It was in 2014 that Jones first heard about the story of Chinese passengers on the Titanic from his old friend Schwankert, an American maritime historian and longtime China resident.
“About 700 of Titanic’s 2,200 passengers survived. We have records on the identity of almost all of the survivors. We know their names, nationalities and family relations. But as for these six Chinese survivors, it seemed that no one had a clue about them,” Jones told NewsChina.
Born in Yorkshire, England, Jones has lived in China for 25 years. He initially worked as a China-based reporter for Variety magazine, mainly covering the Chinese film industry. For the past 15 years, Jones has worked as a documentary director based out of Shanghai, shooting projects for the BBC, National Geographic and the Discovery Channel. In 2013, Jones, his brother Luther and Schwankert co-directed The Poseidon Project, a documentary about the search for a British submarine that sank after a collision off China’s coast in 1931.
“Since I’ve already made a maritime disaster documentary, it seemed a bit repetitive for me if I did another one. And the story of the Titanic was so well known that I wasn’t sure whether I could do something new with it,” Jones said.
Jones bounced the idea off his Chinese friends. Most were not only curious about the topic but also unaware that Chinese were on the Titanic. Their enthusiasm rekindled the director’s interest. “Maybe it was really a good topic. I could also explore more issues through a new Titanic story, such as racism, human nature and father-son relationships,” Jones said.
The project posed major challenges. No survivors were alive at the time of production, the last being a British woman who died in 2009 at the age of 97. Since overseas Chinese laborers of the early 1900s often lived in extreme poverty and did not settle down, it was likely they did not have descendants.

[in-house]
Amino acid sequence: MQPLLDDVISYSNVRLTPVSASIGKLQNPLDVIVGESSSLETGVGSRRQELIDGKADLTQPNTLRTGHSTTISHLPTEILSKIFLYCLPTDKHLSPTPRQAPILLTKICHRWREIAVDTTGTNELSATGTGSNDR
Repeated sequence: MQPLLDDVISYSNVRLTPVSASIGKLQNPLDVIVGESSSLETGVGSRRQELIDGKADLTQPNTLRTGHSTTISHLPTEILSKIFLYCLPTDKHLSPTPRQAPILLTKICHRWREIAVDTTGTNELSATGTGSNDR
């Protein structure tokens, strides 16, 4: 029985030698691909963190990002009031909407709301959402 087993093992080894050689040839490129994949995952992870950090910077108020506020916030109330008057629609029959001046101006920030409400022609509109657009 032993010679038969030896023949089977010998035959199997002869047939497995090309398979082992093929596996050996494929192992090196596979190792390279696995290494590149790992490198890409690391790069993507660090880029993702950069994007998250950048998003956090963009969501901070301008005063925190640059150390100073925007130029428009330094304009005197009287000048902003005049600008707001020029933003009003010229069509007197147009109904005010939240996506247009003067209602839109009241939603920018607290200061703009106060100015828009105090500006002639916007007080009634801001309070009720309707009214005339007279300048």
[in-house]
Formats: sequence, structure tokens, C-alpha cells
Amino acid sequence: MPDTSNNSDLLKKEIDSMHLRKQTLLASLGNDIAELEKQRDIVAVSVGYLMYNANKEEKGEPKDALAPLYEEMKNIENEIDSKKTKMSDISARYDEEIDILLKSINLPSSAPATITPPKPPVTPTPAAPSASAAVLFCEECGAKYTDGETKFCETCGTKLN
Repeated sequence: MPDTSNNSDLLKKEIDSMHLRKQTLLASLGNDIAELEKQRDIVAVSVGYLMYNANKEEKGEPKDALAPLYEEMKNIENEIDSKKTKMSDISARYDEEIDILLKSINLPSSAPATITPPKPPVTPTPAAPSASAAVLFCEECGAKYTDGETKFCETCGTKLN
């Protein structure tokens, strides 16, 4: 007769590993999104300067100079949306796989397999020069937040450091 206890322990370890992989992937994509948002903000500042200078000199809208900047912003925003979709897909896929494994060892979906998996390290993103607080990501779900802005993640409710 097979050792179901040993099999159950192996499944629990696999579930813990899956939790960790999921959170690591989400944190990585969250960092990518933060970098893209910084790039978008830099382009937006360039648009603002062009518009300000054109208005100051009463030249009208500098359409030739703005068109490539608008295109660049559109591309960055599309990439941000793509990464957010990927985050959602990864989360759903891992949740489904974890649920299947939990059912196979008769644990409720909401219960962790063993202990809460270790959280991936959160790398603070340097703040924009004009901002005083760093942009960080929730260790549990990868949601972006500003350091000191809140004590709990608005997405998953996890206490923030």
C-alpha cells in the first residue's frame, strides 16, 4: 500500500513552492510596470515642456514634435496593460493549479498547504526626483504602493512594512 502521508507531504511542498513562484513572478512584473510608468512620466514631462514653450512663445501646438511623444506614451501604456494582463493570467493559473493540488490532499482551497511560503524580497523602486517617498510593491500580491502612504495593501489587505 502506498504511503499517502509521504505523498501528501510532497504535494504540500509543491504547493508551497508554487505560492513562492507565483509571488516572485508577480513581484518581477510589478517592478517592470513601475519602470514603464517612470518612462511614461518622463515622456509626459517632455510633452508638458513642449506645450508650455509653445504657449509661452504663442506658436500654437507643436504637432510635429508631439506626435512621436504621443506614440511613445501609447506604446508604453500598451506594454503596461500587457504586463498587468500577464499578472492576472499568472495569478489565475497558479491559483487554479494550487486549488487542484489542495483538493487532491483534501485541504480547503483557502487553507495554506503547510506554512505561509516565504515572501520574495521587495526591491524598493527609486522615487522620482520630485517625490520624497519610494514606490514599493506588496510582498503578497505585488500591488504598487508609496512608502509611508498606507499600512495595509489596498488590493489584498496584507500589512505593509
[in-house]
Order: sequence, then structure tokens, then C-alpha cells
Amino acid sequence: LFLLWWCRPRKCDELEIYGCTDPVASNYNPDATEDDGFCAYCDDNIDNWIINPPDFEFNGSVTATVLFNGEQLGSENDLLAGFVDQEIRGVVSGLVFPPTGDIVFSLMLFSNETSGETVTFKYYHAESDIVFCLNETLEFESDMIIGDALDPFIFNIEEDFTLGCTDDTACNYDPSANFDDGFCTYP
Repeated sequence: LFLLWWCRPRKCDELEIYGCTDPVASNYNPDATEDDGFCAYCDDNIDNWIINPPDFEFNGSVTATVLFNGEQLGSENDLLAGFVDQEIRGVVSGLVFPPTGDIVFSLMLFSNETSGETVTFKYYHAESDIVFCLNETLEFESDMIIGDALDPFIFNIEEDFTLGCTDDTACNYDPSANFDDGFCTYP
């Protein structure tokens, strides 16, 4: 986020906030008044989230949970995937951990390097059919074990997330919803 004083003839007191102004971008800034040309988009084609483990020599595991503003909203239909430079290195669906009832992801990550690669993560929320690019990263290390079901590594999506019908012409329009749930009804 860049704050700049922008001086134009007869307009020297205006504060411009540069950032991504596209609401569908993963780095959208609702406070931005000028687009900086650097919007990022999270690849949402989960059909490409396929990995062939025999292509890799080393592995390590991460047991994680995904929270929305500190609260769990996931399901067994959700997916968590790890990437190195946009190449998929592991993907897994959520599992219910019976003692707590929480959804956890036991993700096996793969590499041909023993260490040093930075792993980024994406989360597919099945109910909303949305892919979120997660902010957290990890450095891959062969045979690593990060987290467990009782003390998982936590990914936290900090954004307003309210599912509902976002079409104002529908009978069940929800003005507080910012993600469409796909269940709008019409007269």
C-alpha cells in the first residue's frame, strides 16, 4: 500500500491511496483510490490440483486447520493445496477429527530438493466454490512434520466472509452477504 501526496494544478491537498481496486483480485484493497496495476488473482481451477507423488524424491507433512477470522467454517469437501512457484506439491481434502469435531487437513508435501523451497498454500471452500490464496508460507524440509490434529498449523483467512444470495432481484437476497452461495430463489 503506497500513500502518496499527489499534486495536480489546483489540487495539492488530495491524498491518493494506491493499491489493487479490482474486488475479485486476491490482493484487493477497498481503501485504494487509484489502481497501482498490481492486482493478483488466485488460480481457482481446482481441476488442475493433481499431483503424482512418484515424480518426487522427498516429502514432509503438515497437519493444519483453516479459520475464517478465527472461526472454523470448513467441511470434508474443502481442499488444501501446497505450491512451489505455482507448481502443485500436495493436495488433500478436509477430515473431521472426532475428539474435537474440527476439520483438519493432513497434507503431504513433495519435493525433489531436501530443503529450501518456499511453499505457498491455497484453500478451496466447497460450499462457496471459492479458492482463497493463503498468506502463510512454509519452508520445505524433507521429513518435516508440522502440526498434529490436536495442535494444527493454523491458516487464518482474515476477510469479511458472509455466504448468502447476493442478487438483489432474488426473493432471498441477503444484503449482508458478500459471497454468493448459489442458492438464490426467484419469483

Jones gave his research team three to six months to investigate whether the project was feasible. At the time, all they had to go on were two yellowing documents: One was a ticket listing the eight Chinese passengers’ names and ages, and the other listed the six who survived.
One name on the ticket drew the team’s attention. At first glance, the name handwritten in cursive appears to read “Ali Lam.” However, Jones and his researchers posited it was more likely “Ah Lam,” suggesting he came from southern China. In Cantonese, Hakka, Chaozhou and other southern dialects, adding the syllable “Ah” to a given name is a common way to create a nickname.
“We all found this extremely interesting. It gave us a glimpse of hope that we really could do something new beyond what we had on hand,” Jones said.
Then came another breakthrough. On a Titanic-related online forum, the team found that years ago a user named “Tom K Fong” claimed that he was the son of the Chinese survivor Fang Lang. But the account had been deleted. Jones and his team were determined to find him. Their strategy: sending emails addressed to “Tom K Fong” at a slew of different domains in the hope that one would hit. They got a reply two weeks later from a Tom Fong, a Chinese American living in Janesville, Wisconsin.
After meeting with Fong and collecting more information, Jones and his team confirmed that Fong was Fang Lang’s son. Jones decided to shoot the documentary.